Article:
In what has to be one of the weirder twists in an already oddball saga, Los Angeles chef Ari Taymor of Alma tells Munchies that being named the Best New Restaurant in America by Bon Appétit actually hurt his business, and directly contributed to its failure.
The as-told-to story, published Wednesday, plays Taymor and business partner Ashleigh Parsons as frustrated owners who wanted nothing more than to quietly run a successful tasting menu restaurant for Angelenos, before all this positive national attention got in the way. Without the proper resources — PR, a nice-looking build-out, etc. — Parsons and Taymor were left facing a backlash following the Bon Appetit piece, since they couldn’t deliver the expectations that sort of story demands.
Here's the crux of the issue, in Ari's words:
After the press, people wouldn’t come in with the same open-minded attitude, or just to enjoy a meal out with their friends. It seemed like they came in just to write a shitty review about us on Yelp, or just to tell their friends how we didn’t deserve the award. It became really frustrating to cook in this environment and made me really depressed for a while.
Of course, there were other factors that helped bring about the end of Alma as well: a lawsuit from an alleged business associate, legal documents outlining a bad lease agreement, and rumors of management issues — none of which are mentioned in the Munchies piece.
Even Nick Kokonas of Alinea and the reservation system Tock seemed inclined to point out the disparity between creativity and business survival in a couple of tweets that link back to the Munchies story:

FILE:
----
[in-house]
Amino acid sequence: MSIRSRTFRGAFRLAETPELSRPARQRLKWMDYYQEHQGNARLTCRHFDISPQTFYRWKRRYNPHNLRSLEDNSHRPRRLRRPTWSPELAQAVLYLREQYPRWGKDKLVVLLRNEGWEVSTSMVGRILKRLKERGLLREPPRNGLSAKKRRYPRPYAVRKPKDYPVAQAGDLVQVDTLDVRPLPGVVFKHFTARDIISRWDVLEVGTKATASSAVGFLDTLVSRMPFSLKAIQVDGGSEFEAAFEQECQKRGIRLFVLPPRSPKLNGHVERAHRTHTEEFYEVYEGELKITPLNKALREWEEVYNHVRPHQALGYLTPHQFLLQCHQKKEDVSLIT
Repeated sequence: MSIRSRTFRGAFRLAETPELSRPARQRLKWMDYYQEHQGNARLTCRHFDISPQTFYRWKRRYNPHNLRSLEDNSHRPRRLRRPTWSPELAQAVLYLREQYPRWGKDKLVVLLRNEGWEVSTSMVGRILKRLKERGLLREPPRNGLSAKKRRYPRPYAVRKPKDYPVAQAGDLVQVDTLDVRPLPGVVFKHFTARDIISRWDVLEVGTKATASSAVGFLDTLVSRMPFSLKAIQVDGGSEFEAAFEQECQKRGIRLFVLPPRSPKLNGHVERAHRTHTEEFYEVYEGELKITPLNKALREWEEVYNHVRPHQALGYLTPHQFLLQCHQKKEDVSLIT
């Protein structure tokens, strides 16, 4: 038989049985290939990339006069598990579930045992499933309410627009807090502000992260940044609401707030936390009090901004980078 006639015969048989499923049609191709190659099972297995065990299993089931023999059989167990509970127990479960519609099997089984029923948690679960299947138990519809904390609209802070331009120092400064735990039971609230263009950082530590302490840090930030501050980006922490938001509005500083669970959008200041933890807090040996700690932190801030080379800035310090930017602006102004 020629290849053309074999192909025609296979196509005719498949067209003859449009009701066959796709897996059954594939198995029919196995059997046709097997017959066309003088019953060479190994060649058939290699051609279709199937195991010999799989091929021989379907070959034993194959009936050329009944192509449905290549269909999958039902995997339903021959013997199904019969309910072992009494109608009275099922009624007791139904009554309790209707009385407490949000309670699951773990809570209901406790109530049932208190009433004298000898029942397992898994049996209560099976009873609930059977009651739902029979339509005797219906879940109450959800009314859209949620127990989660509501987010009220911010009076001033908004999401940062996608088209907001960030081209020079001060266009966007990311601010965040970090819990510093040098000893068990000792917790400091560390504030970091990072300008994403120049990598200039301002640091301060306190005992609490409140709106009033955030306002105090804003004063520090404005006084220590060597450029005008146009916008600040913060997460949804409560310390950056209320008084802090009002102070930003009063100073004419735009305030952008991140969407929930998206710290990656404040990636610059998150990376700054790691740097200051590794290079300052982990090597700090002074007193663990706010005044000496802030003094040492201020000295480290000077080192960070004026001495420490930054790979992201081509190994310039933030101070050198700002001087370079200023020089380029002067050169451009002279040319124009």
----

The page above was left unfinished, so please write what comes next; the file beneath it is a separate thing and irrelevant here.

@nickkokonas yeah -- being named best restaurant US in ANY press is awful. Try to avoid that. Or, maybe learn how to do accounting too.— nick kokonas (@nickkokonas) December 17, 2015
In the end, Taymor describes his experience cooking at Alma during that time as "frustrating", adding that "shit-talking about restaurants is also at an all-time high." He’s happy to be handling his three month residency inside The Standard hotel in West Hollywood for the time being; after that, who knows.
UPDATE: Here's Taymor's response, via Instagram:
[Eater] you missed the point. We are firstly very humbled by all the support we have ever received. Ashleigh and I have taken full responsibility for the mistakes that we made as young owners and I feel that for you to point in this way is pointed, personal and unnecessarily negative. It is important to have a lively debate about the role and impact of the media in our lives and the repercussions both positive and negative of hype. I'm sorry that you chose clickbait headlines over honest conversation.